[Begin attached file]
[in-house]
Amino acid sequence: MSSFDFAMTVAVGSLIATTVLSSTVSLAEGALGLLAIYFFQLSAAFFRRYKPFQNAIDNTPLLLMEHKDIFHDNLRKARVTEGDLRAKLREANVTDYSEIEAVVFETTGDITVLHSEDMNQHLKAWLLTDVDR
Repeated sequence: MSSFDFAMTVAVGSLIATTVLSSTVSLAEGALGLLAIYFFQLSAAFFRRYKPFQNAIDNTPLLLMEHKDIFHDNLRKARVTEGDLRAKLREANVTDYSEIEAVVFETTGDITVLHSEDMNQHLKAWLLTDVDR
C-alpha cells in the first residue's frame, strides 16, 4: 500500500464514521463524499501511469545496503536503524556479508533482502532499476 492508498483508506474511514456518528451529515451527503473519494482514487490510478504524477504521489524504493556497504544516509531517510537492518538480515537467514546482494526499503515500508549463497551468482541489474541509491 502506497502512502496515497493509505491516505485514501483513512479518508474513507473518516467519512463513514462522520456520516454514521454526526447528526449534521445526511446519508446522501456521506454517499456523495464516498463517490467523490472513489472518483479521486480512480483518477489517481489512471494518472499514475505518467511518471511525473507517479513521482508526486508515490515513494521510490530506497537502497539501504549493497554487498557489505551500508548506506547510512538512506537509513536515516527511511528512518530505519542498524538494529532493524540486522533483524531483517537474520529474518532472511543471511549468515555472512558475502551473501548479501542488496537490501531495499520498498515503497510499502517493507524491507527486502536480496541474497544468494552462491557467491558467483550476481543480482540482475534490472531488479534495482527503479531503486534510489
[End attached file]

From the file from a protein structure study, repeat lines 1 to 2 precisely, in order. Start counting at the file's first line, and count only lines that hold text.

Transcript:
[in-house]
Amino acid sequence: MSSFDFAMTVAVGSLIATTVLSSTVSLAEGALGLLAIYFFQLSAAFFRRYKPFQNAIDNTPLLLMEHKDIFHDNLRKARVTEGDLRAKLREANVTDYSEIEAVVFETTGDITVLHSEDMNQHLKAWLLTDVDR